August 31, 2010 § 2 Comments
Last week at the farmer’s market I ran across this interesting fruit called the huskcherry. Apparently it’s also called a gooseberry, and is related to the tomato and tomatillo. Regardless, I thought they tasted really interesting; faintly sweet and altogether lovely. To eat or use, peel back the husk, which is reminiscent of a paper lantern, and enjoy fresh or baked into desserts, such as this huskcherry crumble.
August 20, 2010 § 8 Comments
Ever since I learned that carrots could come in something other than orange, I’ve been eagerly anticipating cooking with them, and these delicious purple carrots that I got from the local farmers’ market did not disappoint. As you can see, in my bunch of purple carrots a small orange carrot stowed away.
You can definitely make this roasted carrot recipe with orange (or any other) carrots, but as I am always thrilled to have an excuse to ramble on about carrots and their history, here goes: Carrots can come in all different colors, from orange (originally bred in the 17th century in the Netherlands, in honor of the House of Orange) to white, pink, purple, and even red! Purple carrots are a bit stringier than their orange counterparts, but I think they have a slightly nuttier taste, a bit more subtle than the bright flavors of an orange carrot. This recipe is also easily increased for a crowd, and is sure to be very exciting at your next dinner party or whatever, since purple carrots are still not easily found in the local grocery store. « Read the rest of this entry »
August 16, 2010 § Leave a comment
Yesterday was my first trip to the local farmer’s market. I’ve been to the large one in my hometown but never to the one here near my school in the Midwest because I’d either oversleep the time, or was out of town. However, I am so happy I grumpily made it out of bed and to the market, because I found so many gorgeous vegetables and a lot of other foodstuffs – they had bread, homemade tortilla chips, pies and other sweets, cheese, and sausages in addition to fruits and vegetables.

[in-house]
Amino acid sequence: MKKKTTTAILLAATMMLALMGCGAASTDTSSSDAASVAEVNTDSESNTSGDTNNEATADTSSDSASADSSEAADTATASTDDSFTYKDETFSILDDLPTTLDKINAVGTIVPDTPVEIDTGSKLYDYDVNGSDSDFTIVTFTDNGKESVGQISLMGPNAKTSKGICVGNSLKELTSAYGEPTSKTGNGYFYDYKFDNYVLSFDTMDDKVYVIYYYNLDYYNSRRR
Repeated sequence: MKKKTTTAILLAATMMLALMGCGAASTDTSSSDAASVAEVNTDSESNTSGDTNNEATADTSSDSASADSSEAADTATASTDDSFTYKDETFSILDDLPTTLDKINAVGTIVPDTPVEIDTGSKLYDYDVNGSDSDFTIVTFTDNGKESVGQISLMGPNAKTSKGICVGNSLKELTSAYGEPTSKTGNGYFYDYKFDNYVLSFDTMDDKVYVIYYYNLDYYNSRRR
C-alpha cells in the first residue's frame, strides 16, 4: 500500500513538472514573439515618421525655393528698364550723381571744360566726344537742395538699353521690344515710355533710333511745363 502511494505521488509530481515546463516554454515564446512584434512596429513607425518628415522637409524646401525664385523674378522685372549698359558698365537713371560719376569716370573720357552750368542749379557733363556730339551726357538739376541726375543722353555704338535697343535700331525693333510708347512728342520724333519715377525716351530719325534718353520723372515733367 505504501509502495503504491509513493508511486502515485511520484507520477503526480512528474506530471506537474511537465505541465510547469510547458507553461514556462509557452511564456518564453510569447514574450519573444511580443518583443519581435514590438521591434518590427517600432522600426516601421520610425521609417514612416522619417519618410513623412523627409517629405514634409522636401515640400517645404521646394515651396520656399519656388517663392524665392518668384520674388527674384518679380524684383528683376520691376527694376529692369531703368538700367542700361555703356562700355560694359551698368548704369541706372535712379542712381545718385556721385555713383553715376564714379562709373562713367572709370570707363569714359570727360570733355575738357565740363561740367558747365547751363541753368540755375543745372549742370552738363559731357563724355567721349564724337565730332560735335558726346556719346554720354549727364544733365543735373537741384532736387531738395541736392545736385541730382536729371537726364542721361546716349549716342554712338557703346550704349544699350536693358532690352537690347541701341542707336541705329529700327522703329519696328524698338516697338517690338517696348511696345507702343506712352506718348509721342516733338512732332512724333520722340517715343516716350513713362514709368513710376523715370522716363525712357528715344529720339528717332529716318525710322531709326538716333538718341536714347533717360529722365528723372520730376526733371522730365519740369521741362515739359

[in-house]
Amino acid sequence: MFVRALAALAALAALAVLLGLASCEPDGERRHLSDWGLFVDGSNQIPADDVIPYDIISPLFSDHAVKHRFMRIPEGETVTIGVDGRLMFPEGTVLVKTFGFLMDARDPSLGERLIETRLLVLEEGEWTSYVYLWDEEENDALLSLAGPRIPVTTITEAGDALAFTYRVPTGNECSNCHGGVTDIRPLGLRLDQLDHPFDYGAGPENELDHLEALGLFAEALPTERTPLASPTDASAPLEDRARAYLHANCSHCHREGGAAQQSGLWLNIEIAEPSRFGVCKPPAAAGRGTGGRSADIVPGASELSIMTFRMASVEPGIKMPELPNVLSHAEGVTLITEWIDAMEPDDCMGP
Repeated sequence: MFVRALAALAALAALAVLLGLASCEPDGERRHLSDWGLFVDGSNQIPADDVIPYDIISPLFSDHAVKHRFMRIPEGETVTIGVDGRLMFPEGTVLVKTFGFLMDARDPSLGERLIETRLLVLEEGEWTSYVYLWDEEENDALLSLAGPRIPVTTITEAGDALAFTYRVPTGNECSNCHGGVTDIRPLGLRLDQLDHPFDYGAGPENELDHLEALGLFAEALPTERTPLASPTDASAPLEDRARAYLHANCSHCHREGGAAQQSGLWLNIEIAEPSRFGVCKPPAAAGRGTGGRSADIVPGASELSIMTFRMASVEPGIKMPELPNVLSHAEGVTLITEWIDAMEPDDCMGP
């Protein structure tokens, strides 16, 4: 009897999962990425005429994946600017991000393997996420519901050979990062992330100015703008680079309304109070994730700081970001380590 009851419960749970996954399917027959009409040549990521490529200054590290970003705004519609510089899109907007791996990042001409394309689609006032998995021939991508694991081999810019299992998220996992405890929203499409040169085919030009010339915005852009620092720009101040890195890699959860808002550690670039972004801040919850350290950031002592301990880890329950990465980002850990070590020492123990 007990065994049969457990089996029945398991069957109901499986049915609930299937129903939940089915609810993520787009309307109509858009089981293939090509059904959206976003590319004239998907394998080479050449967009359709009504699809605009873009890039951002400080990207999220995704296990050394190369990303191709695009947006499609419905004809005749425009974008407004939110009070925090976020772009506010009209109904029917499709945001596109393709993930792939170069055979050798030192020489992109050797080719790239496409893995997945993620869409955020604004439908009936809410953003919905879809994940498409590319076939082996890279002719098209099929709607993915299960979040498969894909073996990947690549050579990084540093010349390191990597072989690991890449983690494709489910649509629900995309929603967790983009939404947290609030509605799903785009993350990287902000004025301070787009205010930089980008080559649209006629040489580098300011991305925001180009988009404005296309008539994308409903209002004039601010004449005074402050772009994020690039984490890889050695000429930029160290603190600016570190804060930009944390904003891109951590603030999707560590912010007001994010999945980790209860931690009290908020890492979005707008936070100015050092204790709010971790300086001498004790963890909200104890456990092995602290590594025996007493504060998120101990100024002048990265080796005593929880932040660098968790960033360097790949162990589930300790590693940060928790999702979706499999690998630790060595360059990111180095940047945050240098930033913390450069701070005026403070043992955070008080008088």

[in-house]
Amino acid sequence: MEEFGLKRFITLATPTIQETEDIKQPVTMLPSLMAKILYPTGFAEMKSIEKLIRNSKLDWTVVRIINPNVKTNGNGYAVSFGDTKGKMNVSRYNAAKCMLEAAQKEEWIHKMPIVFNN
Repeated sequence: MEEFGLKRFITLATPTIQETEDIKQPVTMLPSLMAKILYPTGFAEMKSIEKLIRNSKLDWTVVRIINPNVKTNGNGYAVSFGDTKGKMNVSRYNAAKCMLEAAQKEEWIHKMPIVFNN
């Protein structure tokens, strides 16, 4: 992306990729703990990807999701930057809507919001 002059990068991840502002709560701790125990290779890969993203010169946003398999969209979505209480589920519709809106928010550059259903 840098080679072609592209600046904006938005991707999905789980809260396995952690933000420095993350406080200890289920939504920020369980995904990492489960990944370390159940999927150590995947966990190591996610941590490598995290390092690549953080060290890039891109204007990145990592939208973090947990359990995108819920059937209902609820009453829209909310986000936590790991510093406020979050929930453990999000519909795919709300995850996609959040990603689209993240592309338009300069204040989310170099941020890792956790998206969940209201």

However, I restricted myself to two reusable cotton bags of produce, because otherwise I’d find myself drowning in vegetables. The first thing I cooked was Swiss chard. Isn’t it stunning? It’s like eating crayons, only, you know, healthy and tasty…and actually edible for those of us not in kindergarten!
Anyways, I decided to stir-fry it with some Chinese sausage. I like to serve the Swiss chard and Chinese sausage mixed in with noodles, but it’s also good with rice. I don’t recommend using seashell pasta like I did – spaghetti or linguine or any long noodle, Asian or not, works much better – but hey, this is what I had in my pantry. It still tastes great, though is more challenging to eat with chopsticks; I opted for a fork.
August 6, 2010 § Leave a comment
Recently the new Cooking Channel has been showing reruns of the show attached to this recipe’s inspiration’s cookbook, Jamie at Home. I never knew that there was such a show, and in fact, as I’d never watched Jamie Oliver cook on television before, I was a bit hesitant to watch — what if I hated the show? Thankfully the show is absolutely delightful, even though I’ve clogged up probably half of a certain someone’s DVR with Jamie at Home (the show) and Cats 101! Of course, it eventually reminded that I’ve been promising a certain lamb recipe for months now and have only now delivered it, despite declaring it one of my favorite dishes thanks to its great flavors and ease of adaptability.
Since I treat the original recipe as a jumping-off point, I’m only going to give the recipe for the lamb meatballs and the quick-pickled red onions, and then some suggestions for toppings – each time I make this I simply toss on whatever vegetables or herbs were cheap and looked fresh from the grocery store. I bet if there’s nothing that catches your eye, chickpeas (garbanzo beans) could work well too. I do, however, always serve the lamb meatballs with warmed pitas and some natural yogurt or crumbled feta. The lamb meatballs are kebab-inspired, so you can pretty much add any vegetable or cheese or herb that reminds you of the Middle East. So, without further ado, here is a delicious way to prepare lamb without too much fussing around! « Read the rest of this entry »